By Jan Hamilton

Synopsis Source: SXSW

An American expat arrives in Hong Kong to make a documentary about an international art fair but finds himself out of his depth. He turns the camera on himself and the film becomes a deeply personal and unexpectedly comedic story about authenticity, heartbreak and that time he got lost in a shopping mall.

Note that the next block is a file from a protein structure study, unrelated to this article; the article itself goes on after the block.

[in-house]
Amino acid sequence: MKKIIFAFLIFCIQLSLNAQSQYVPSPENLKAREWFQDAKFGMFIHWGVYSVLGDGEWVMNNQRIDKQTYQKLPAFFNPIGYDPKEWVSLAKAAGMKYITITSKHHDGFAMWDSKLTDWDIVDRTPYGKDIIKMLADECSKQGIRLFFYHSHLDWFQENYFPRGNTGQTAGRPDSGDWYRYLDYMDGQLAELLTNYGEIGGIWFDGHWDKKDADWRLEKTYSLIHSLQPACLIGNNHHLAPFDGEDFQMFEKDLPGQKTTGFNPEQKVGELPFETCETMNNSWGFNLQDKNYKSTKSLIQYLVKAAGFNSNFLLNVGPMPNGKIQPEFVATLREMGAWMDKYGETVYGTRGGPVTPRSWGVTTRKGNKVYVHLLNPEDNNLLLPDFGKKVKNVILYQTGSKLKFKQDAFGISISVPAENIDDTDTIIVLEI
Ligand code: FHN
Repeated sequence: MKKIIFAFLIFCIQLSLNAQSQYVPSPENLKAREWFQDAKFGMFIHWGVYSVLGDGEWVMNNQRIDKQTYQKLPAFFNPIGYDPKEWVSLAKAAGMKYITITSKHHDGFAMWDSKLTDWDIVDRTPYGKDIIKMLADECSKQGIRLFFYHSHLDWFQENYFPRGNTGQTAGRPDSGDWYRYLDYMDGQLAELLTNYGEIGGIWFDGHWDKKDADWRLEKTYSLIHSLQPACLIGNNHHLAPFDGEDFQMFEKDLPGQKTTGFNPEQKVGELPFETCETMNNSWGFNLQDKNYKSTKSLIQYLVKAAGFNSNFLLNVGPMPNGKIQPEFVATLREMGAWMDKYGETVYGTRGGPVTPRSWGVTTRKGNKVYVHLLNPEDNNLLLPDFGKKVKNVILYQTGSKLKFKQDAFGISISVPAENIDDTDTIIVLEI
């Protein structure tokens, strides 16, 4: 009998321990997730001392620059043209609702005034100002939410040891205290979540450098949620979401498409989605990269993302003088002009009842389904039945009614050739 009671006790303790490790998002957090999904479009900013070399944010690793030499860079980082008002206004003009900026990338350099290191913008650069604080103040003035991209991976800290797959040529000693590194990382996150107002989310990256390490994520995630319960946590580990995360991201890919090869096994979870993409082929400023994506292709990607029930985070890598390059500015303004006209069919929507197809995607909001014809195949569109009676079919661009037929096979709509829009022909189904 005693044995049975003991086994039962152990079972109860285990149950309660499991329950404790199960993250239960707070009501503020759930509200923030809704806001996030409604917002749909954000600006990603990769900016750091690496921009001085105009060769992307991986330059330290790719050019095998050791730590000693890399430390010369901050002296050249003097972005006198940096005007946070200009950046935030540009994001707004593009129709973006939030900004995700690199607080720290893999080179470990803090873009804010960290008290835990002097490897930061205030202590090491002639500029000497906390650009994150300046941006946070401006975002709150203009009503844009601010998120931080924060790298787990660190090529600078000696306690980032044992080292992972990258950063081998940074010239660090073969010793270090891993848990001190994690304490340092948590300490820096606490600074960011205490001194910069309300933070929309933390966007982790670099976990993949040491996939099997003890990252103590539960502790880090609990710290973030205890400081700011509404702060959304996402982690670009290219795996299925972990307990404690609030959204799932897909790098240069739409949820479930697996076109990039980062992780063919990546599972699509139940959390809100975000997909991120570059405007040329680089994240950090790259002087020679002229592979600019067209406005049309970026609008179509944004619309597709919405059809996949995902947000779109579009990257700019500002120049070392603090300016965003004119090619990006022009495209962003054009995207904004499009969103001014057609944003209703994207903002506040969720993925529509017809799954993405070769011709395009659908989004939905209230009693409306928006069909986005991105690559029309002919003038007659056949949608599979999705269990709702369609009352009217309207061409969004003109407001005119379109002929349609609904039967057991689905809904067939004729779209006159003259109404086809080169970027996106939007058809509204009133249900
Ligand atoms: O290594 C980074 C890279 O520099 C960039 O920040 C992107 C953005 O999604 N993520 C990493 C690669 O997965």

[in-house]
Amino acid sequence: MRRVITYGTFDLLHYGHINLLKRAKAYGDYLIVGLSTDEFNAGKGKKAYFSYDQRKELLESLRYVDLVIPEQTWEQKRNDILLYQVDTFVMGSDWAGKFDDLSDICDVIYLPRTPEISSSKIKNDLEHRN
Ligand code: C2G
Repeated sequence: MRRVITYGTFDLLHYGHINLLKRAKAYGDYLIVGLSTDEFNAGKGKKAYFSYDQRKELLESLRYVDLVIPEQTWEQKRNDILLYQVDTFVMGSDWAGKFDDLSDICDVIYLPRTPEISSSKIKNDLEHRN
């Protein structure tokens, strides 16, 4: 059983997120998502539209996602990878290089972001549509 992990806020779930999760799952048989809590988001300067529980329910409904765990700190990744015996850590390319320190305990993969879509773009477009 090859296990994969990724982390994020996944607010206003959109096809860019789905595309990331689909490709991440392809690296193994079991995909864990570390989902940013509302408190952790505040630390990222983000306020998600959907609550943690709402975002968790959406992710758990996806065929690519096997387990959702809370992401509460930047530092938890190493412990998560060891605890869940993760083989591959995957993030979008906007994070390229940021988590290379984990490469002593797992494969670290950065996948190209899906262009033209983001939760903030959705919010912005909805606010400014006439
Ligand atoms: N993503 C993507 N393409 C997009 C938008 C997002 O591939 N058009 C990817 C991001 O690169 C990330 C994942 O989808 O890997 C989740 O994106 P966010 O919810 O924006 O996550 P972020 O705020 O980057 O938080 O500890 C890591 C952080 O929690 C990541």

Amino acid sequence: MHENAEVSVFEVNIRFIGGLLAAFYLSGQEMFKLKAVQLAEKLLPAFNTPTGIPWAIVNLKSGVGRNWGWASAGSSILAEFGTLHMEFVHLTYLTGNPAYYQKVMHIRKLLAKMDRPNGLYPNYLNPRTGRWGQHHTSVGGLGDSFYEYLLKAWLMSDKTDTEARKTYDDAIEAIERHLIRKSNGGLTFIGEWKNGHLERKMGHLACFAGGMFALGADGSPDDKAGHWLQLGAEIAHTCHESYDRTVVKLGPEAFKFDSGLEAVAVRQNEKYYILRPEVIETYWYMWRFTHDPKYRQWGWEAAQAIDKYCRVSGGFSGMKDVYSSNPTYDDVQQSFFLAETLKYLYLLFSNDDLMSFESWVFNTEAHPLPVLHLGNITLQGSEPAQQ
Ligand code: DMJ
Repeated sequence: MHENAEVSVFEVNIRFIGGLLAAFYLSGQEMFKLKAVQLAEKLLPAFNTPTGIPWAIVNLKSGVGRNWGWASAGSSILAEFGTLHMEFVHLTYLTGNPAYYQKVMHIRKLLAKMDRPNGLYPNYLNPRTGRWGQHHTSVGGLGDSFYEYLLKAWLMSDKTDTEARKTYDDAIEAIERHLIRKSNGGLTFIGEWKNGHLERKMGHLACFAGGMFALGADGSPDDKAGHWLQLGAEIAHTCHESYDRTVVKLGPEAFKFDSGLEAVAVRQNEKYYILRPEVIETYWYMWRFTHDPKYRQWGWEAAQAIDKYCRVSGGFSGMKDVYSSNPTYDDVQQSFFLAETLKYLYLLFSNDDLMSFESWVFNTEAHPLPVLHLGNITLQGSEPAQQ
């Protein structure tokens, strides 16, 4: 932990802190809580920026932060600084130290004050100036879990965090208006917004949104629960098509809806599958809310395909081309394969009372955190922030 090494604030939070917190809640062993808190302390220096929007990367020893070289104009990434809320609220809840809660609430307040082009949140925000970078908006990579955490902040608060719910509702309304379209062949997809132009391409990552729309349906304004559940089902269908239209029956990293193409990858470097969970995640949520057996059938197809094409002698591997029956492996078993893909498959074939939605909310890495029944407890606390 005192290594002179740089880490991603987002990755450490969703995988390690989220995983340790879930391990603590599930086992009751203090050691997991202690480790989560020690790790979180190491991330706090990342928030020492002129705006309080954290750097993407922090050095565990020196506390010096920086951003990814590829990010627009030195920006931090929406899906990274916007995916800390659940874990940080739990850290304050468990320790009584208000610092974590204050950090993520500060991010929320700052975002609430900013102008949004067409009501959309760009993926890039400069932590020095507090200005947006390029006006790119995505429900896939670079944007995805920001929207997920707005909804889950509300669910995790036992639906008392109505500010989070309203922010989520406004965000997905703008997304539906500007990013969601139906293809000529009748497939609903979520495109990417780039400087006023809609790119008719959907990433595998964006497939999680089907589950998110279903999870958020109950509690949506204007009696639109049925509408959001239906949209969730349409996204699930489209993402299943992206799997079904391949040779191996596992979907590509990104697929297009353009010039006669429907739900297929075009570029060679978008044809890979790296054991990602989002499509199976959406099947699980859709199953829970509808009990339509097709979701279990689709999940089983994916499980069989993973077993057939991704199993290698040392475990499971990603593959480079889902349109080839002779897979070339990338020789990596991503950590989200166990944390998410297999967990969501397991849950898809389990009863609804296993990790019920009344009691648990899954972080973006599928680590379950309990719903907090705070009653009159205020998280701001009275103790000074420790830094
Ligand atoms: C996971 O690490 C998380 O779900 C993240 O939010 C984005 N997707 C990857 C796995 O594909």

This is a strange stream of consciousness film. If you just let it take you, you will go a slightly sad, sometimes funny trip. The movie is narrated by an Siri/Alexa type voice with, of course, no emotion. A young melancholy American film maker, (director Andrew Hevia) fresh off an unhappy break-up and an earlier unresolved romance, files from Maine to New York to Hong Kong. His goal is to make a film about an art show, but he knows little Chinese and is not very persistent in his attempts to enlist help. We see the world through the director’s hand held camera, often it is pointed at the ground, we rarely see his face. After some wandering around, he finds an apartment that is 10 feet by 4 feet, with a loft for a bed. He sometimes feels it is a coffin. He makes somewhat aimless attempts to get his documentary going, but it’s mostly useless. He meets a girl, goes to some parties, but his project can’t get off the ground. The humor is subtle, but the feeling of humanity and compassion we get is overwhelming. I just loved this film for all the feelings it brings out in the viewer.

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